Executive Director Kevin Perkins addresses a group of international digital journalists visiting Radio 5 in Arusha, Tanzania.
I’m Kevin Perkins and, in this photograph, I am welcoming a group of international digital journalists who are visiting Radio 5 on the outskirts of Arusha, Tanzania. The journalists came to Tanzania to learn more about how we work with African radio stations to produce interactive radio programs for farmers.
That explains why the journalists were outside Radio 5. What about me? Why am I in this picture?
Let me begin by going back to the roots of Farm Radio International, when we did all of our work from Canada. We served hundreds of radio broadcasters across the global south with radio scripts and other services — but we did so from an office in Ontario.
Things have changed, as you will know if you have tracked our work over the last several years. We continue to generate and distribute scripts and other resources for broadcasters but, while in the past these were mainly written and produced in Canada, now most of them are created in Africa by African journalists. And, since 2007, we have had staff and offices in Africa, directly working with African radio stations to help them research, design, produce and broadcast interactive radio programs for and with small-scale farmers.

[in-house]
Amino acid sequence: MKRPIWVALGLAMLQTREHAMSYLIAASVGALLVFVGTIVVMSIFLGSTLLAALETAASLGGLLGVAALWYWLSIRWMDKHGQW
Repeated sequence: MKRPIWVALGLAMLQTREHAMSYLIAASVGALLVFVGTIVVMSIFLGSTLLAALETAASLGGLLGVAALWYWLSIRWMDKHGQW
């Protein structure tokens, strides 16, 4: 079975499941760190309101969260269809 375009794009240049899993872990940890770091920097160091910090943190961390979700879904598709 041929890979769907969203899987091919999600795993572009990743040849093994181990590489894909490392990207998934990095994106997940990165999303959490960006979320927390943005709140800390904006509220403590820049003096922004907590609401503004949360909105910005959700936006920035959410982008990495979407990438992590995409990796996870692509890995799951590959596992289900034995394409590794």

The last 18 months have been especially busy, with a wide variety of new projects coming on stream, from the Orange-Fleshed Sweet Potato project in Tanzania, Uganda, Ghana and Burkina Faso, to the Nutritious Maize for Ethiopian Children program. With these and other new projects have come new partners, new training activities, new staff, and more work in Africa.
Given these changes, Farm Radio International asked me to spend one year doing my job as executive director from the regional office in Arusha, Tanzania. From this vantage point, I can work side by side with our teams in Africa, meet the partners, and get a better feel for the work as it is going on.
I arrived in Arusha on August 23rd, and I’ll continue to work here until the end of July. It has been a wonderful experience. The team at Farm Radio International’s office in Tanzania has been most welcoming, and has been happy to share their experiences with me as they go about their work. I have had opportunities to visit with radio stations and meet with farmers in far-flung areas of Tanzania and Ethiopia.
Through regular contact with colleagues in the Ottawa office, with members of the board of directors, and with our funding partners, I have been able to keep up with the ongoing duties of an executive director. I’ll be returning to Canada in August with a much stronger appreciation for the work in Africa, and deeper knowledge of how best to support it from our Canadian headquarters.